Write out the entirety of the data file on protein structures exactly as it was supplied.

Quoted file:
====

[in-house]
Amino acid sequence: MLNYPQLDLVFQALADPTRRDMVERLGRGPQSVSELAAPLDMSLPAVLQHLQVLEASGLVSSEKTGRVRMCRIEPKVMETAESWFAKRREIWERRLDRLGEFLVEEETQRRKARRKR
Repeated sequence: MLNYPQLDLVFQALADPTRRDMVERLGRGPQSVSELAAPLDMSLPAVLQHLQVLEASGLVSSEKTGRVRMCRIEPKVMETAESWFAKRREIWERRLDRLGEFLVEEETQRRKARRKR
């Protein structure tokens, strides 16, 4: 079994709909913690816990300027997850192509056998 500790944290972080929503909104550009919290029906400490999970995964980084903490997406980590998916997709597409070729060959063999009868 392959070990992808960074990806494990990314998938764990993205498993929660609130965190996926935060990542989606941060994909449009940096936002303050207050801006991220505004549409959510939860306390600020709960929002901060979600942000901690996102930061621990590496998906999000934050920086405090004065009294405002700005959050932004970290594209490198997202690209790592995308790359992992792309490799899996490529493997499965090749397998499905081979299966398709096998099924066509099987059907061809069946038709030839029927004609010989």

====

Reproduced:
[in-house]
Amino acid sequence: MLNYPQLDLVFQALADPTRRDMVERLGRGPQSVSELAAPLDMSLPAVLQHLQVLEASGLVSSEKTGRVRMCRIEPKVMETAESWFAKRREIWERRLDRLGEFLVEEETQRRKARRKR
Repeated sequence: MLNYPQLDLVFQALADPTRRDMVERLGRGPQSVSELAAPLDMSLPAVLQHLQVLEASGLVSSEKTGRVRMCRIEPKVMETAESWFAKRREIWERRLDRLGEFLVEEETQRRKARRKR
């Protein structure tokens, strides 16, 4: 079994709909913690816990300027997850192509056998 500790944290972080929503909104550009919290029906400490999970995964980084903490997406980590998916997709597409070729060959063999009868 392959070990992808960074990806494990990314998938764990993205498993929660609130965190996926935060990542989606941060994909449009940096936002303050207050801006991220505004549409959510939860306390600020709960929002901060979600942000901690996102930061621990590496998906999000934050920086405090004065009294405002700005959050932004970290594209490198997202690209790592995308790359992992792309490799899996490529493997499965090749397998499905081979299966398709096998099924066509099987059907061809069946038709030839029927004609010989």